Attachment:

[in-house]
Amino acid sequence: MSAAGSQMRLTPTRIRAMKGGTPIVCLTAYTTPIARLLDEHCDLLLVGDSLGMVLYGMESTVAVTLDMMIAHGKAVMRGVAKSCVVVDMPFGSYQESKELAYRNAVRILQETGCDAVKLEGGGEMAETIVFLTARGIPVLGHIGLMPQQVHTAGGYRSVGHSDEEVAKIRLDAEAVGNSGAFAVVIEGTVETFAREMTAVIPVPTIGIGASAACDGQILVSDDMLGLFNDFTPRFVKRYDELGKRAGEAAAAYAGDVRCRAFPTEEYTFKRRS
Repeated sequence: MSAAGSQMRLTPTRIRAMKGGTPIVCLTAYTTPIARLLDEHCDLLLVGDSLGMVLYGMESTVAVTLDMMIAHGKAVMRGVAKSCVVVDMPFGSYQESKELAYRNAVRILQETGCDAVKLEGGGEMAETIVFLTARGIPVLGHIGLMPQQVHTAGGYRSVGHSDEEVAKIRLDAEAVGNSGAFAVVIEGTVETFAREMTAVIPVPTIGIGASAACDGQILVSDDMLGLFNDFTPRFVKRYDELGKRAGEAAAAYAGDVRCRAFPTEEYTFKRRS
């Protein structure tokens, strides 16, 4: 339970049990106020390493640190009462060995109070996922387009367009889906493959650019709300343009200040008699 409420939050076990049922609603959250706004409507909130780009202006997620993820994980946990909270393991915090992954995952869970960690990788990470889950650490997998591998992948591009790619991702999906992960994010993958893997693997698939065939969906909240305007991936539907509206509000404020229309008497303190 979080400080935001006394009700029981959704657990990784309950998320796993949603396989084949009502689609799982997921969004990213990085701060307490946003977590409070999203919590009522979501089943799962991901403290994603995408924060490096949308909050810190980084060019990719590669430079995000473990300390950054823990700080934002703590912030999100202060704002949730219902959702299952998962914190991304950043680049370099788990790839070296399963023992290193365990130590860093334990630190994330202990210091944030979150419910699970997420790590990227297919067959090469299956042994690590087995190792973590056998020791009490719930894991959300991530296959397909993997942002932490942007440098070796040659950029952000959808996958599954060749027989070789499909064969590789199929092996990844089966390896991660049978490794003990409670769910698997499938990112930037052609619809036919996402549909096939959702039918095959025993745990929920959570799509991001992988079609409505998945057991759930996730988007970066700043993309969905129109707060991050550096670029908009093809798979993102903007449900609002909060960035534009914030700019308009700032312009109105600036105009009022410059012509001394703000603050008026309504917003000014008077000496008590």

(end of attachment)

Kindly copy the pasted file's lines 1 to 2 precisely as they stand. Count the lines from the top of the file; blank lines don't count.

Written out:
[in-house]
Amino acid sequence: MSAAGSQMRLTPTRIRAMKGGTPIVCLTAYTTPIARLLDEHCDLLLVGDSLGMVLYGMESTVAVTLDMMIAHGKAVMRGVAKSCVVVDMPFGSYQESKELAYRNAVRILQETGCDAVKLEGGGEMAETIVFLTARGIPVLGHIGLMPQQVHTAGGYRSVGHSDEEVAKIRLDAEAVGNSGAFAVVIEGTVETFAREMTAVIPVPTIGIGASAACDGQILVSDDMLGLFNDFTPRFVKRYDELGKRAGEAAAAYAGDVRCRAFPTEEYTFKRRS